What is karma?
In The Universe In A Single Atom, the Dalai Lama offers this explanation of karma:
“Literally, karma means “action” and refers to the intentional acts of sentient beings. Such acts may be physical, verbal or mental— even just thoughts or feelings— all of which have impacts upon the psyche of an individual, no matter how minute. Intentions result in acts, which result in effects that condition the mind toward certain traits and propensities, all of which give rise to further intentions and actions.”
Karma means you don’t get away with anything.
Jung describes a woman who came to him for one session to confess she had murdered her best friend years before so she could marry her husband. The murderess had indeed married the friend’s husband, and her life afterwards seemed like the unfolding of “bad karma.”
The husband died young. Her daughter distanced herself and eventually disappeared. Her horses became nervous; she had to give up riding. Her beloved dog was paralyzed.
The Jung example is extreme and not what most people are going to experience in their lives but we do all experience the consequences of both our skillful and unskillful actions. We know when our words and actions are not as “aligned” as they could be, when we’ve missed the mark.
The antidote to “bad karma”
While reading The Concise Yoga Vasistha by Swami Venkatesananda, I came across a gem that strikes me as an antidote to “bad karma.” When you’re reaping the fruits of unskillful action, remember this heartening piece of wisdom:
There is no power greater than right action in the present.
I love this idea, that right action in the present is not only powerful; “there is no greater power.” Perhaps what we thought, said or did was not ideal. Regardless, we can take “right action” to rectify the situation. Our deep intention/desire to make things right is likely what’s potent.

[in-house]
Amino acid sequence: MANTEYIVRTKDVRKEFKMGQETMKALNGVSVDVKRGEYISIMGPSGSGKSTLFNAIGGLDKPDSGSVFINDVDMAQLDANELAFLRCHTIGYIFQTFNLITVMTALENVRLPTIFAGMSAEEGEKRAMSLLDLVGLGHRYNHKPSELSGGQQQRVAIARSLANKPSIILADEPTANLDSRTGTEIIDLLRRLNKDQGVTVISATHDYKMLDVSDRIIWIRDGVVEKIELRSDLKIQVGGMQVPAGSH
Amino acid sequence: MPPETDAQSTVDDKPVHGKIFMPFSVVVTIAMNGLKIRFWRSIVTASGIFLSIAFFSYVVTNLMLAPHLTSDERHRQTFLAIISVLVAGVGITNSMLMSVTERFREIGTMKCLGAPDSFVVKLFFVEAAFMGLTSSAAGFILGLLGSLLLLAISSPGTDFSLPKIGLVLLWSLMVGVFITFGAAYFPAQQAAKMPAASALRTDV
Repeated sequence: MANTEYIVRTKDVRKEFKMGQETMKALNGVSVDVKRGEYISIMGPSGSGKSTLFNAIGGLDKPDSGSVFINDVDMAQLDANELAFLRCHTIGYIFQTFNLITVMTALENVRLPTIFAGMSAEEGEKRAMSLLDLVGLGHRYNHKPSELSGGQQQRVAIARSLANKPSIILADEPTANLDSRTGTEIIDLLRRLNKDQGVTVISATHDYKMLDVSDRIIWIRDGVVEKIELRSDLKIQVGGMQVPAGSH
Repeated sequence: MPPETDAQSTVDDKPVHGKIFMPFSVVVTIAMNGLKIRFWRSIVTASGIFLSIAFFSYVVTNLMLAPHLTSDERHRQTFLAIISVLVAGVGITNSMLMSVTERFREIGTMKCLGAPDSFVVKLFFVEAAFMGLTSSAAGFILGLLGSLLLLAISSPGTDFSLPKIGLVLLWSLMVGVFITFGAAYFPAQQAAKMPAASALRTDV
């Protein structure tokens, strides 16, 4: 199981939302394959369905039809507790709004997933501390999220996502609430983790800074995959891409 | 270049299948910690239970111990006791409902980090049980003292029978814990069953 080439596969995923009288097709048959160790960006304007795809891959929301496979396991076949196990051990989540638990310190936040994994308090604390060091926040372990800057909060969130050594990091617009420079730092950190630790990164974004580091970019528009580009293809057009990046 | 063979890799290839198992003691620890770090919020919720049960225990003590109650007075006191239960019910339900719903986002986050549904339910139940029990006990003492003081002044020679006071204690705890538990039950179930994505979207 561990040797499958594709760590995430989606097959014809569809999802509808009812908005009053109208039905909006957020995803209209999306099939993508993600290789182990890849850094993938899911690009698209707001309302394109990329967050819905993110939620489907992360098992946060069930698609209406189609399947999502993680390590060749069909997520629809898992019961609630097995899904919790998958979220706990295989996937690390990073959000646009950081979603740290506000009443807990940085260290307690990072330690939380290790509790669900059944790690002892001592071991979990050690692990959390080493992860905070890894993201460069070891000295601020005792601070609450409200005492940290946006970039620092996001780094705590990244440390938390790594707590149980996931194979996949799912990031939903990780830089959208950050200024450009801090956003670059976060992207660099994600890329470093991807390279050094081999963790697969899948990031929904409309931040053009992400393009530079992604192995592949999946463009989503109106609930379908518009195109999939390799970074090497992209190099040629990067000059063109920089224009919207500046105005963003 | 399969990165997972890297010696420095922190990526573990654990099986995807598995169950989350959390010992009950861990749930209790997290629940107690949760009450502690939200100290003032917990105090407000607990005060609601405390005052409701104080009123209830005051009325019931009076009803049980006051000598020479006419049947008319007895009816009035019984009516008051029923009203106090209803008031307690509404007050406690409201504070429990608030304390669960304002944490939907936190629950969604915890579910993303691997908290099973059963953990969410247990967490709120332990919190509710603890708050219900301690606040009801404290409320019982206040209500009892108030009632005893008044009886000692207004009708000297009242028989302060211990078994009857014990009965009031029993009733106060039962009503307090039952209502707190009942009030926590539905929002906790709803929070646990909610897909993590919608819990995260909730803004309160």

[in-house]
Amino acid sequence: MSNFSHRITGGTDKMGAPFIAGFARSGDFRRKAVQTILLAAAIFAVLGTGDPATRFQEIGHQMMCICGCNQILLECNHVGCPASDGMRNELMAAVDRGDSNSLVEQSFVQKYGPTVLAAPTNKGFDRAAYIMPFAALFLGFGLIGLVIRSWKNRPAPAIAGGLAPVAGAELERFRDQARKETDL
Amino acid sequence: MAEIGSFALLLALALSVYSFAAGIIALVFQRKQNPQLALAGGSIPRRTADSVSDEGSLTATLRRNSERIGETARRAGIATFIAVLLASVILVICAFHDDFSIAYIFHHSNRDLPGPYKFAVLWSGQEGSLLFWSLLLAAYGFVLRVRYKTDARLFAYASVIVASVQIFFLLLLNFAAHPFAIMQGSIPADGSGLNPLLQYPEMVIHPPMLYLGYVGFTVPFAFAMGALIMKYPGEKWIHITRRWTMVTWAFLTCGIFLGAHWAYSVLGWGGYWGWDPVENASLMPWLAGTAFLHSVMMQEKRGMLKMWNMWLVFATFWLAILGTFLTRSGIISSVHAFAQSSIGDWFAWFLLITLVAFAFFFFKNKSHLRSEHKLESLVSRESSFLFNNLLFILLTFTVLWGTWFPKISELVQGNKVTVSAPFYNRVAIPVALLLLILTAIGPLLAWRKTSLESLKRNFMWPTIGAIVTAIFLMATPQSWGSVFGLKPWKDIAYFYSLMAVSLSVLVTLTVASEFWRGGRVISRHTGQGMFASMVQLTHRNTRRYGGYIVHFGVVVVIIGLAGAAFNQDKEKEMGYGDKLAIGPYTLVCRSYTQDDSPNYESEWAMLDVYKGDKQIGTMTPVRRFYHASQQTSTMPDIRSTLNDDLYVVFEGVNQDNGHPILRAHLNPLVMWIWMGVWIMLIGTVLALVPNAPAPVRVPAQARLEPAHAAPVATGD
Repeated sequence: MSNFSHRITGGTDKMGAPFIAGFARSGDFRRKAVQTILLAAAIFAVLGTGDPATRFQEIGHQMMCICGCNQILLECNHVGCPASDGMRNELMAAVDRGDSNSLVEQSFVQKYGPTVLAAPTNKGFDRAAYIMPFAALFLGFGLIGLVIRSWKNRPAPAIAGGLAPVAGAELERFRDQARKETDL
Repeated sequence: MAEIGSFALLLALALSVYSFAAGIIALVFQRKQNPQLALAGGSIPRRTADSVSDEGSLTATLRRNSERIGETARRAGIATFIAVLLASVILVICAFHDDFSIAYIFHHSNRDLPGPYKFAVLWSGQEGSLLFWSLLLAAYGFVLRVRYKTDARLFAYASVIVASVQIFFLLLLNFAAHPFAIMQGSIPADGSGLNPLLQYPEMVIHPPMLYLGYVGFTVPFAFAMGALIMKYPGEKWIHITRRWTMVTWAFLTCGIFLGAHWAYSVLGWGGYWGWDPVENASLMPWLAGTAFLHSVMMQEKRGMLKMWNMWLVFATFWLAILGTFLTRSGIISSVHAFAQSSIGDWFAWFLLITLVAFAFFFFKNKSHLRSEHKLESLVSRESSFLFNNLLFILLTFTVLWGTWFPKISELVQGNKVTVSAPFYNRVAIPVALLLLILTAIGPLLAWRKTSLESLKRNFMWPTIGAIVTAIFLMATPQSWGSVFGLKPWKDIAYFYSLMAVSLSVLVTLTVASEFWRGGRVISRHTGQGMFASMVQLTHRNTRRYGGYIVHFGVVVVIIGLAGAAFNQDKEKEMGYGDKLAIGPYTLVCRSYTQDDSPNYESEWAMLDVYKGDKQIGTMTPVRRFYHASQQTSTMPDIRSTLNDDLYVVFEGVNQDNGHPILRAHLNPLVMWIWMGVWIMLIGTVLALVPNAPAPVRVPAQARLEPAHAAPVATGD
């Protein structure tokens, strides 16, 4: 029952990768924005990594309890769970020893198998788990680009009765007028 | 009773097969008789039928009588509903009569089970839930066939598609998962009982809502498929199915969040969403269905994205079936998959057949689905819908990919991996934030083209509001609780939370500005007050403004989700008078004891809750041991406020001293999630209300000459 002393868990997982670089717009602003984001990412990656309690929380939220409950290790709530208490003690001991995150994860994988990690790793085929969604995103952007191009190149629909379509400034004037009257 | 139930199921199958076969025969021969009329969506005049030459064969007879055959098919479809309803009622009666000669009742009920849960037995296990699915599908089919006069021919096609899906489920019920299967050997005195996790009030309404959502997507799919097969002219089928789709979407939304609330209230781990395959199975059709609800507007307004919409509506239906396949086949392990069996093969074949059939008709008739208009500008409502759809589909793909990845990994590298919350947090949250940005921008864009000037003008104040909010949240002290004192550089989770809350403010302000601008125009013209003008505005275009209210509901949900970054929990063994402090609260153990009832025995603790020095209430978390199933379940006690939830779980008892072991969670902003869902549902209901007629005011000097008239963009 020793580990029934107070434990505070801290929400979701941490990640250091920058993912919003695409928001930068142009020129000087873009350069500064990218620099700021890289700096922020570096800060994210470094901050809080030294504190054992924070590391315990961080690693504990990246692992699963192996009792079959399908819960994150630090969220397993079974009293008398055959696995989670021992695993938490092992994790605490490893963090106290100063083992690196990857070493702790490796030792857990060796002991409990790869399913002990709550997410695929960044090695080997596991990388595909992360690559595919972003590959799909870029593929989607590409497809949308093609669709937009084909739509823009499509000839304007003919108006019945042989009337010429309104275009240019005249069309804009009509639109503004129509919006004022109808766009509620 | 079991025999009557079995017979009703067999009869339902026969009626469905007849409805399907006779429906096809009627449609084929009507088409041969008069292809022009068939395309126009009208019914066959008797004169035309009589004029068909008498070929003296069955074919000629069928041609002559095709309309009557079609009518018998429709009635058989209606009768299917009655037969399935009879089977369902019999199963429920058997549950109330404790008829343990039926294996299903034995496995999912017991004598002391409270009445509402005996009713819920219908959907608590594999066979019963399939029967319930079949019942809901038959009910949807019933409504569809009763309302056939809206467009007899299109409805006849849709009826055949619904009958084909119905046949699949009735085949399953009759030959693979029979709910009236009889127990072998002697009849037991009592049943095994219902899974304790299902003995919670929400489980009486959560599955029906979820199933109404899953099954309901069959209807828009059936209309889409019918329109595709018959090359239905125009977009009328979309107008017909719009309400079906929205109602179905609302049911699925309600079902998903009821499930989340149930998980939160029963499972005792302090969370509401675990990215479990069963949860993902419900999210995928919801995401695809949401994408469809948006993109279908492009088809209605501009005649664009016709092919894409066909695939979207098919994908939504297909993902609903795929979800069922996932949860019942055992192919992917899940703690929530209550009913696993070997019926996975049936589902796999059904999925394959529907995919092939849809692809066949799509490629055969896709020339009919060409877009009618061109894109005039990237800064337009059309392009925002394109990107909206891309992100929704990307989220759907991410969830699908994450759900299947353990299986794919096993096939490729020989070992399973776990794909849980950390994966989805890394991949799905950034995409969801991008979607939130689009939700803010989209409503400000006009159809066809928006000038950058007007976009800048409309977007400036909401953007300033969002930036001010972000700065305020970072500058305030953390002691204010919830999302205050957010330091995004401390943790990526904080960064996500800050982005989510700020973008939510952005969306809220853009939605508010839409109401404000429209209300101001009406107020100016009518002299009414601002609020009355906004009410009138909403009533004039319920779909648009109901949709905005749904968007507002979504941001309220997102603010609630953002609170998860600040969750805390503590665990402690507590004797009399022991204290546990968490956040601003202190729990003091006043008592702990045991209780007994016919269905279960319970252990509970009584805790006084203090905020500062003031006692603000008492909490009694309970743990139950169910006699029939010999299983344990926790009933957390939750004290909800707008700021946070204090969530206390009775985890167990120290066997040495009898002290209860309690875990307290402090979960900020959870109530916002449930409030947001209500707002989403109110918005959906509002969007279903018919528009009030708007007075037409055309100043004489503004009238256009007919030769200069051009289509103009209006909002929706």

For those who feel undue regret or remorse over unskillful words or actions, there is another piece of yogic wisdom that is empowering, from Baba Muktananda, passed on by my first Teacher of Yoga, Rudrani Farbman Brown:
The Yogi only feels regret for a moment, then she comes back to her center.
The Yogi dwells in her truest Self; she does not dwell in contracted, lower states. Once you have recognized what you did was unskillful and taken right action, guilt and remorse are useless emotions. There is nothing to gain by indulging guilt or other negative states. So once you’ve made your best effort to do the right thing, inhale, exhale, and come back to your center.
Even if you don’t care about “what Yogis do,” consider that it’s empowering and freeing not to indulge guilt or other negative emotions once you’ve grasped what the emotion is telling you.
If you’re interested in learning more about what your feelings are trying to tell you and skillful ways of dealing with emotions, I highly recommend The Language of Emotions by Karla McClaren.